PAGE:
‘Great demand for tourism’: Rideau Lakes to collaborate with Smiths Falls for heritage symposium

Rideau Lakes cemeteries and historic buildings are a great way to learn of the township’s history. – Laurie Weir photo

A Rideau Lakes historian pitched an idea to the Smiths Falls Heritage Committee a way to take part in the fall heritage symposium in town.

George German, chair of the of the Municipal Heritage Committee in Rideau Lakes, spoke to the heritage committee on Feb. 5 during its regular meeting, outlining a way they preserve heritage that Smiths Falls may be interested in.

“We treat all of the interest in culture and history almost as a business development approach – tourism,” he said. “We find there is a great demand for tourism to see the historic buildings and cemeteries. A lot of our focus is on that direction.”

In some of the larger villages – like Portland, Newboro, Delta and Elgin – there are self-guided walking tours that highlight the history. There are also driving tours and cycling tours that are encouraged.

German said there are 18 designated heritage properties in Rideau Lakes, and they have been promoting the township’s heritage through story boards in the larger villages with hamlets being looked at soon for placement.

“These story boards all reflect life the way it was in the 1800s,” he said. “A lot of research goes into them to get quality pictures that we can reproduce and put on a story board along with some descriptions of them.”

They’ve become popular sights for visitors and residents.

Another way the township is honouring its heritage is through videos by award-winning videographer Allison Smith.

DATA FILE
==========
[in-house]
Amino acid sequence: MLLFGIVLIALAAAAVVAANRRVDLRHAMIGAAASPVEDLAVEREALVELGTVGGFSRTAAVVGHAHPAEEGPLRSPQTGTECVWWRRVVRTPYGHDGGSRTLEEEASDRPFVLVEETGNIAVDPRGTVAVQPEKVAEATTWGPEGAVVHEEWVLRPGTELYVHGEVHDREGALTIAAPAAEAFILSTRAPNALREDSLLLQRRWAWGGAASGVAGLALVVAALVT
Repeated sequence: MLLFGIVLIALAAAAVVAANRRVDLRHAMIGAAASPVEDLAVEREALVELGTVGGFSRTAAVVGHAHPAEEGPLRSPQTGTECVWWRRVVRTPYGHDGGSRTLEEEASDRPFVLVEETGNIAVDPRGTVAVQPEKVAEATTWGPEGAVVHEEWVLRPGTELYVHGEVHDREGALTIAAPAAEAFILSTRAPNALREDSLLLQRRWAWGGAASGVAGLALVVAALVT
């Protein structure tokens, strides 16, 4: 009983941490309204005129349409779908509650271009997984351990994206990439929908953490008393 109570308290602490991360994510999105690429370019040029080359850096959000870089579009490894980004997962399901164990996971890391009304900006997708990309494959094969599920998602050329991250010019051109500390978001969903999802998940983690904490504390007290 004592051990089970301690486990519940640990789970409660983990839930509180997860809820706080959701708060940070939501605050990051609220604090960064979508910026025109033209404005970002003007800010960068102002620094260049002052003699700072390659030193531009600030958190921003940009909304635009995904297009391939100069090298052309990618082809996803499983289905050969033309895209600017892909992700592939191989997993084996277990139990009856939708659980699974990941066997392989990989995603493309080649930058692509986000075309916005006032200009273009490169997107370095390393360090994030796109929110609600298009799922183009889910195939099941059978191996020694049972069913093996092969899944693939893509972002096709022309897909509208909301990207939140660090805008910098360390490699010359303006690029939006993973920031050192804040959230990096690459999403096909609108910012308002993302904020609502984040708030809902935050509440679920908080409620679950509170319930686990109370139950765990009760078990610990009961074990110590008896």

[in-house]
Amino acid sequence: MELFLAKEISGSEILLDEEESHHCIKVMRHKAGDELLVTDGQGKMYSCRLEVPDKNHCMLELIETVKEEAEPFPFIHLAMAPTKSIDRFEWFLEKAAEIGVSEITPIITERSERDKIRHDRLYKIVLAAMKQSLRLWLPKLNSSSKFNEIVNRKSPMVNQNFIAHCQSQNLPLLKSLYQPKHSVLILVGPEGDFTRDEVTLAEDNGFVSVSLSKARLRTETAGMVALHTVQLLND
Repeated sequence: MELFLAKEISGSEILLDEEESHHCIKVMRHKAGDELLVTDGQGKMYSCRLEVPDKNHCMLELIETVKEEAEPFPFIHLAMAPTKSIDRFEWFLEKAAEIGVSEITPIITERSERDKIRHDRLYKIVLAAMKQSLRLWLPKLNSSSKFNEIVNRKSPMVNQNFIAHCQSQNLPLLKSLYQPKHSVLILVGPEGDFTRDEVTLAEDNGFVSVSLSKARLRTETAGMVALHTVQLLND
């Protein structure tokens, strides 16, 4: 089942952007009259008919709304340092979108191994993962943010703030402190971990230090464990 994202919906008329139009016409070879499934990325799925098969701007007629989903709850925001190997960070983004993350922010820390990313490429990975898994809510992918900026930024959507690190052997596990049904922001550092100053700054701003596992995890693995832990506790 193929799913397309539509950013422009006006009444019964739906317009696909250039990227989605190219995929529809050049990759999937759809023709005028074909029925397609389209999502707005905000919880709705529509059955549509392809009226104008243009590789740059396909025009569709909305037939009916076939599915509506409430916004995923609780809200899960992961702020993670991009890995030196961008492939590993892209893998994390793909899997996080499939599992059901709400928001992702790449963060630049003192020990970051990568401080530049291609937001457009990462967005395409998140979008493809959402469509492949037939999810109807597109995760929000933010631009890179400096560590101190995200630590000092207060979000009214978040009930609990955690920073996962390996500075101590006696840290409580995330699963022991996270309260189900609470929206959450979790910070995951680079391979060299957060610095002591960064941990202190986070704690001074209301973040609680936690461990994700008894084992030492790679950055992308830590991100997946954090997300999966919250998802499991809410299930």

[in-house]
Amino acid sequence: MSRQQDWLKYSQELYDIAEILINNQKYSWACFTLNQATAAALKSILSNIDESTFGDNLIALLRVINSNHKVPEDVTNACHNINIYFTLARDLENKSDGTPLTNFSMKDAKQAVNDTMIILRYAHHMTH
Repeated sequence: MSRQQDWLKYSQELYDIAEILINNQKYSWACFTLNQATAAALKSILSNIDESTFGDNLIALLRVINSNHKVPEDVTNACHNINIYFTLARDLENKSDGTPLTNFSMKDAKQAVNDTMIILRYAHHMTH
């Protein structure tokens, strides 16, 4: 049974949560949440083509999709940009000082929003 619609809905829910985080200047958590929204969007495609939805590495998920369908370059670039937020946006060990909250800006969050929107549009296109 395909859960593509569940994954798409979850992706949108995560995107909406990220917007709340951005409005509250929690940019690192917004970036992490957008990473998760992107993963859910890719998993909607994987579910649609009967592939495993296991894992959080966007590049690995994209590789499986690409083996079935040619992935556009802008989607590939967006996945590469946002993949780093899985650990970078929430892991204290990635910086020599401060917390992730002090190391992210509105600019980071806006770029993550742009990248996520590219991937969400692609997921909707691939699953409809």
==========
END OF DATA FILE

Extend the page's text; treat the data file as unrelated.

German said he would like to have Smith come to the symposium to present one of her videos, “Fettercairn:  WWI on Indian Lake.”

“She’s on our committee and had done four for us so far,” German said. “It’s really impressive.”

It’s always nice to learn from others on how they’re remembering the histories, he noted.

“I believe in synergies,” he said.

The story boards are not inexpensive to make, as they’ve got to be able to sustain the weather.

The committee was receptive to German’s idea and invited him and Smith to an upcoming committee meeting once they start to plan for the fall event in Smiths Falls.

“It’s certainly something Smiths Falls doesn’t have,” said committee member Lorraine Allen. “We have similar time periods and buildings, but you have all those little rural areas that are all quite unique.”

German added: “We appreciate the opportunity, and you’ll be impressed.”

The Heritage Symposium focuses on expanding the local community’s knowledge of heritage preservation and the importance of heritage protection within the community. Each year’s event explores heritage preservation and conservation themes through presentations, discussions, and tours. It was held in October last year at the Railway Museum of Eastern Ontario.

“The town’s heritage is held within the walls of its buildings and within the soils of our lands. The preservation and protection of our heritage assets is vital to ensure our stories are told in the years to come,” Dorothy Hudson, chair of the Municipal Heritage Committee, was quoted saying last fall.

“(The) Heritage Symposium provides the community the opportunity to learn how we can protect our historic downtown by creating a Heritage Conservation District and using the tools available to municipalities to promote heritage protection.”

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